Widely expected to be a front-runner in France's presidential elections next year, Le Pen says Trump's victory boosts her chances of winning because it "makes the French realize that what the people want, they can get, if they mobilize themselves."
"Donald Trump has made possible what was presented as completely impossible," Le Pen told CNN in an interview Tuesday. "So it's a sign of hope for those who cannot bear wild globalization. They cannot bear the political life led by the elites."
"This win also kills the argument used by my opponents about isolation," she said. "They say, 'Marine Le Pen, your policies have isolated you.' I feel less isolated today because of the multi-polar world defended by Donald Trump but also by Theresa May
and Vladimir Putin
Instead, she said, German Chancellor Angela Merkel and French President François Hollande should feel isolated as the political landscape changes following Trump's win in the United States and Britain's vote for Brexit
Rise in populist parties
Le Pen is hoping that the recent rise in populist parties will continue in April and May when French voters go to the polls to elect a new President.
"Each year that goes by, France sinks a little bit more into economic and social difficulties and I said five years ago, 'We will take power, within the next 10 years,' so I hope, I believe it will be in 2017."
Echoing Trump's "Make America Great Again" election slogan, she vowed to oversee a return to France's glory days, saying if she were in power, the country would be "nothing like you have seen in the last 30 years."
"It would be very different. It would be the comeback of France, of the France that you like, of the France that hundreds of millions inhabitants of the earth love."
She said there would be no place for multiculturalism under a Le Pen presidency.
"I am opposed to a multicultural France, I think that those who have a different culture and who arrive in France have to submit themselves to French culture. Like the old saying, 'When in Rome, do as the Romans do.' I think that in France we should do like the French people.
"That doesn't mean discriminating against, (or) persecuting; it means we have a culture, we have values, and all those who come to our place have to submit themselves to this culture and these values. ... Saying ... 'Come as you are, keep living like you do, keep your culture and we will add all that together,' doesn't work. Multicultural societies are multi-conflict societies."
Establishment accused of scare tactics
Le Pen praised the US President-elect for what she called "his willingness to break with the idea that the USA has to police the world."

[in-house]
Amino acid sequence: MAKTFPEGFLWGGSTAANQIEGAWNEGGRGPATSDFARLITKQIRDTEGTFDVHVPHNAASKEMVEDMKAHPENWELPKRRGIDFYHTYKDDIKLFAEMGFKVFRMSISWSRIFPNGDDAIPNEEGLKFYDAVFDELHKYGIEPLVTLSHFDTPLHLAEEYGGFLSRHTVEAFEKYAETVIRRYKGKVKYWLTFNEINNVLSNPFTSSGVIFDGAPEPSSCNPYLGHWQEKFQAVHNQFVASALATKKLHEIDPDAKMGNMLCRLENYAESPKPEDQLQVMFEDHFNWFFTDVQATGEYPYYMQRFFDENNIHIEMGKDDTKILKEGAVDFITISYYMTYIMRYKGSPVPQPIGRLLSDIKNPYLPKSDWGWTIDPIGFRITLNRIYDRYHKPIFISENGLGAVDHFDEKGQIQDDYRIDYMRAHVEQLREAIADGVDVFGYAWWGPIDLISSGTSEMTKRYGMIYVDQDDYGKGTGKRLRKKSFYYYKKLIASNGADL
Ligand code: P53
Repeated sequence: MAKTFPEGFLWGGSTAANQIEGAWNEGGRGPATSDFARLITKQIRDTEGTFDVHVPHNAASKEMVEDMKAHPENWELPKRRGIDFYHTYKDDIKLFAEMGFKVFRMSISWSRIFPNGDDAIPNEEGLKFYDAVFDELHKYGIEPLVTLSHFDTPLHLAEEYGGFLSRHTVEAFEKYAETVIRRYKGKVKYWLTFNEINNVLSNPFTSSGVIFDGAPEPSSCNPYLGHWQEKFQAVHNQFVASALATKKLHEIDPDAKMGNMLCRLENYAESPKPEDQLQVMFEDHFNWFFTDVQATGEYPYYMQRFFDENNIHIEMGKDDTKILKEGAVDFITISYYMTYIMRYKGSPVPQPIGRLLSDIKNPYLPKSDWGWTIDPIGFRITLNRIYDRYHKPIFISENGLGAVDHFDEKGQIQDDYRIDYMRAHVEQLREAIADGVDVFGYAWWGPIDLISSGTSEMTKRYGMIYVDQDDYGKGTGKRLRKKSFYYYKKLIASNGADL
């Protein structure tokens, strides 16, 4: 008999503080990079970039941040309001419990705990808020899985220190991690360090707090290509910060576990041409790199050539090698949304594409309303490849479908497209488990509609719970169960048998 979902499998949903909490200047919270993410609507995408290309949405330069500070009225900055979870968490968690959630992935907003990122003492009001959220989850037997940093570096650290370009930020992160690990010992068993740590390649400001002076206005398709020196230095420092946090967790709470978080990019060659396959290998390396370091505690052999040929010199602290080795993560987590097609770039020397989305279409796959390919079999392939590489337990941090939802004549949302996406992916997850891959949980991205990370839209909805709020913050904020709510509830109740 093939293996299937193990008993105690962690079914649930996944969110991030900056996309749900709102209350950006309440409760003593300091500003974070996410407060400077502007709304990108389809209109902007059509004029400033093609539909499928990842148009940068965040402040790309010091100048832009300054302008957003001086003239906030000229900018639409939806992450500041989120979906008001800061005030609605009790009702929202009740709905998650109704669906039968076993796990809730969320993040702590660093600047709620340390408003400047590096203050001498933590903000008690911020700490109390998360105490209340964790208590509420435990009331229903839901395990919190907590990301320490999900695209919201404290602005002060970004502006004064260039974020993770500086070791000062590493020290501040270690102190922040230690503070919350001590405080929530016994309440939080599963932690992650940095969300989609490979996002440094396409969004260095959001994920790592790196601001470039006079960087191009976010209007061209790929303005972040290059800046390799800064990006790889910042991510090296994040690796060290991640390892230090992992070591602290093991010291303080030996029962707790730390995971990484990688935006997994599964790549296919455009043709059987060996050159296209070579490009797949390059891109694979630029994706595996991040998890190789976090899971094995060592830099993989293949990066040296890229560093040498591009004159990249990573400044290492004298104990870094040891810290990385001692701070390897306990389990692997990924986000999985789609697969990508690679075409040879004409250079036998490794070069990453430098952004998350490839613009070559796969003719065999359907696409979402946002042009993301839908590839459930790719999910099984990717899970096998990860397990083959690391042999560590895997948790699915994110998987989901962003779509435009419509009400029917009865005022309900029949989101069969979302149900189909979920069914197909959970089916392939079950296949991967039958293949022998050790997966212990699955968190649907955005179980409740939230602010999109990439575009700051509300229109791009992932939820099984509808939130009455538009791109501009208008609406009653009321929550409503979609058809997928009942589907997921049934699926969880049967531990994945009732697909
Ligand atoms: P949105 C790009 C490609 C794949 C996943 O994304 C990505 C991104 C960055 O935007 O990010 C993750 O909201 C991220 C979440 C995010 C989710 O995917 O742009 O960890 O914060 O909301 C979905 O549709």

And she accused the establishment of using scare tactics to try and persuade voters to stick with the status quo.
"The system, when it disagrees, infantilizes the people and plays the 'Big Bad Wolf,' " she said, insisting, "They try to scare people because they don't have arguments, and (then) the day after the election of Donald Trump, the sun rises and we realize that none of the big disasters that were announced has happened.
"They did exactly the same thing for the Brexit: The Brexit vote was going to trigger the collapse of the British economy, they were going to find themselves isolated in the world and Great Britain was going to drift away from the French coast. All that did not happen -- in fact the reverse has happened."
A prominent Euroskeptic, Le Pen dismissed the European Union as a "quasi-totalitarian political system" that was being "deeply rejected by the people of Europe" and should be disbanded in favor of a Europe "of free nations and of cooperation."
"Every time a referendum is organized, in whatever European country, it turns to the disadvantage of the European Union," she said. "The nations want to take back their sovereignty, want to decide and be the owner of their fate.
"I oppose the EU in the strongest way. ... It has to end."
Charges of xenophobia dog party
The former lawyer blamed globalization and wide-scale international migration for causing conflicts around the world.
"The truth is that nations are very ancient and have won their spurs for the protection of people on matters of security, prosperity, defense of identity," she said.
"The nations are not triggering the war; it is ultra-liberalism, the disappearance of borders, the great migration of people ... according to the ambitions of the multinationals that creates war. There have never been as many conflicts as there are today."
Le Pen, 48, has led the National Front since 2011, attempting to "detoxify" the party somewhat of its reputation for racism and xenophobia, focusing instead on anti-EU and anti-immigration policies.
In 2015, her father, Jean-Marie Le Pen, was barred from the party he had founded in the 1970s after he was regularly accused of xenophobia and anti-Semitism.
His repeated characterization of the murder of 6 million Jews as a small "detail" of World War II violated France's strict Holocaust denial laws, leading to a series of convictions and hefty fines.